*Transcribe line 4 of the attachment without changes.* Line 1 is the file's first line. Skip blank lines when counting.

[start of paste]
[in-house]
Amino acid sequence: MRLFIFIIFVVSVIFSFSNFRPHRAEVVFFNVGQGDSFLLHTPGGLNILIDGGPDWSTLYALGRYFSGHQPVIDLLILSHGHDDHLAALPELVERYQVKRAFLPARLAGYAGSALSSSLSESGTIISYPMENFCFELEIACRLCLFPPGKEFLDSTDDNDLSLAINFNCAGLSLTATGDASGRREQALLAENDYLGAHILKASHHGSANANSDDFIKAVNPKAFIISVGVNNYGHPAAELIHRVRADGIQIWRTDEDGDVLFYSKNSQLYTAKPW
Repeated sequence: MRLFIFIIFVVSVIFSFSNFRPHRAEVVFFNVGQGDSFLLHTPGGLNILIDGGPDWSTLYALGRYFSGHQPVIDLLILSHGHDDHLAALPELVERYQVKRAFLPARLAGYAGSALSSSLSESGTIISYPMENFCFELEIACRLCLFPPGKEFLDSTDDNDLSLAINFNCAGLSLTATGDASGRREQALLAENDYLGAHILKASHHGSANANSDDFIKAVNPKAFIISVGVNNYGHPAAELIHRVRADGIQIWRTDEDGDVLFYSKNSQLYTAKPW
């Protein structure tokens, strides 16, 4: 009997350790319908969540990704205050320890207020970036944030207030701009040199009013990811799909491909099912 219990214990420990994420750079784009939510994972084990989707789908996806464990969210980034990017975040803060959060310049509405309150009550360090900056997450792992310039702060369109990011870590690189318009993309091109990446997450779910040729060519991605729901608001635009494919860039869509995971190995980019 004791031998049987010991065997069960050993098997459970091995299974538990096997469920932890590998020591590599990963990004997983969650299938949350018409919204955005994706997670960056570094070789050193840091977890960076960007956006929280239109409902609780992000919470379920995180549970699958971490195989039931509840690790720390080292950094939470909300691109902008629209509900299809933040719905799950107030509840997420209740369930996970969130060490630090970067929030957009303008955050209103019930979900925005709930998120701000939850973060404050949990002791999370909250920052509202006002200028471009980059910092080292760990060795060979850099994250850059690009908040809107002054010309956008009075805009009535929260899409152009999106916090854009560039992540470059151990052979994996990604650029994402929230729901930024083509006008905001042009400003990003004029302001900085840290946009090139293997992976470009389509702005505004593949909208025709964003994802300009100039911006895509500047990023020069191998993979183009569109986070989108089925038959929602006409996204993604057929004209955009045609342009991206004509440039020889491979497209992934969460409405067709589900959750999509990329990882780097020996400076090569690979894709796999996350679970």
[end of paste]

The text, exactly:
């Protein structure tokens, strides 16, 4: 009997350790319908969540990704205050320890207020970036944030207030701009040199009013990811799909491909099912 219990214990420990994420750079784009939510994972084990989707789908996806464990969210980034990017975040803060959060310049509405309150009550360090900056997450792992310039702060369109990011870590690189318009993309091109990446997450779910040729060519991605729901608001635009494919860039869509995971190995980019 004791031998049987010991065997069960050993098997459970091995299974538990096997469920932890590998020591590599990963990004997983969650299938949350018409919204955005994706997670960056570094070789050193840091977890960076960007956006929280239109409902609780992000919470379920995180549970699958971490195989039931509840690790720390080292950094939470909300691109902008629209509900299809933040719905799950107030509840997420209740369930996970969130060490630090970067929030957009303008955050209103019930979900925005709930998120701000939850973060404050949990002791999370909250920052509202006002200028471009980059910092080292760990060795060979850099994250850059690009908040809107002054010309956008009075805009009535929260899409152009999106916090854009560039992540470059151990052979994996990604650029994402929230729901930024083509006008905001042009400003990003004029302001900085840290946009090139293997992976470009389509702005505004593949909208025709964003994802300009100039911006895509500047990023020069191998993979183009569109986070989108089925038959929602006409996204993604057929004209955009045609342009991206004509440039020889491979497209992934969460409405067709589900959750999509990329990882780097020996400076090569690979894709796999996350679970």